Two telecommunications and mobile service providers in Malaysia announced that they will be collaborating to bring high-speed fibre broadband to more parts of the country.
This is in line with the National Fiberisation and Connectivity Plan (NFCP), which aims to provide all Malaysians with better access to affordable and high-quality connectivity. It’s also two organisations’ response to the government’s call for more cooperation between companies in the industry.
The Chief Marketing Officer of one of the telecoms stated that mentioned that it will be leveraging on the other telecom’s infrastructure to bring high-speed broadband (HSBB) to more Malaysians.
This move began in September of last year when the company launched its own Digi Home Fibre in Sabah. The company has since released the service to selected areas within Klang Valley and Malacca as well.
Digi Home Fibre comes in four different packages: RM99/month for 50Mbps, RM129/month for 100Mbps, RM159/month for 500Mbps, and RM199/month for 1Gbps.
Currently, it hasn’t been confirmed if the telecom’s reliance on the mobile service provider’s infrastructure means that the two companies will have the same areas of coverage.
In addition, the mobile telecom’s broadband is mainly available to high-rise buildings so Digi Home Fibre may be restricted to those as well.
The National Fiberisation and Connectivity Plan (NFCP)
The NCFP is a plan that aims to put in place robust, pervasive, high quality and affordable digital connectivity for the well-being of the people and progress of the country.
The targets of the NFCP include:
- Entry-level fixed broadband package at 1% of GNI by 2020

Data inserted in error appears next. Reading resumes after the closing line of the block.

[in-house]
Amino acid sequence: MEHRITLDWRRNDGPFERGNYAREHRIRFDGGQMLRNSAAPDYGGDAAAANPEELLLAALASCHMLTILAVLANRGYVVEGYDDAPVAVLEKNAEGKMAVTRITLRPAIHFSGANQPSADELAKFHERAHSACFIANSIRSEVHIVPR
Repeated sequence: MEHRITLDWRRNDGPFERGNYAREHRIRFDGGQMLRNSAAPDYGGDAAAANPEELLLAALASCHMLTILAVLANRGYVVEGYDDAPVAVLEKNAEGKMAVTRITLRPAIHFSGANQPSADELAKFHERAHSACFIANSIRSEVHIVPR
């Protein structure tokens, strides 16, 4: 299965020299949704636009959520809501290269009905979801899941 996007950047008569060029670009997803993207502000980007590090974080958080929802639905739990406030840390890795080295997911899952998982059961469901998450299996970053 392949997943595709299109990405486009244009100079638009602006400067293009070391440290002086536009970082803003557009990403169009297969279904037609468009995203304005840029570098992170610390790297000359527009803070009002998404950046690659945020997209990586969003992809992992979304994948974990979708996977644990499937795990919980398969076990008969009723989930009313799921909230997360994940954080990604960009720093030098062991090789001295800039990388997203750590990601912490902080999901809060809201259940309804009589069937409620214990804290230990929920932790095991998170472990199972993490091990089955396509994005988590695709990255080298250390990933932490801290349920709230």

- Gigabits availability in selected industrial areas by 2020 and to all State Capitals by 2023
- 100% availability for premises in State Capitals and selected high impact areas, such as public transportation hubs and ports, with a minimum speed of 500Mbps by 2021
- 20% availability for premises in suburban and rural areas with up to 500Mbps by 2022
- Fibre network passes 70% of schools, hospitals, libraries, police stations and post offices by 2022
- The average speed of 30Mbps in 98% of populated areas by 2023
- Improve mobile coverage along the Pan Borneo highway upon completion
Malaysia investing heavily in building the tech landscape
According to an earlier report by OpenGov Asia, having recently tabled its budget for 2020, it appears Malaysia has plans to seriously improve its tech landscape as well as develop a 5G ecosystem for the nation.
To further improve the connectivity in rural Malaysia, the government also announced that it will spend RM250 million to improve the connectivity in these areas via satellite.
This is especially important in East Malaysia which consists of Sabah and Sarawak. These two states have had connectivity issues for a long time now and don’t have access to the speeds that West Malaysia gets.
While the budget tabulation has a strong focus on rural areas, the Malaysian government is spending RM250 million to developing a new digital infrastructure of industrial parks and high impact areas.
As the rapidly moves towards 5G, Malaysia aims to keep pace with the trend. In the tabulation, the government has set aside RM50 million for a grant to develop a 5G ecosystem for the nation.
The government further cemented its aspirations to grow Malaysia’s digital ecosystem with the introduction of the RM50 million 5G Ecosystem Development grant under the 2020 Budget to encourage technological innovation in the country.
Malaysia believes it will greatly facilitate the government’s efforts to improve the livelihoods of Malaysians and catalyse Malaysia’s development.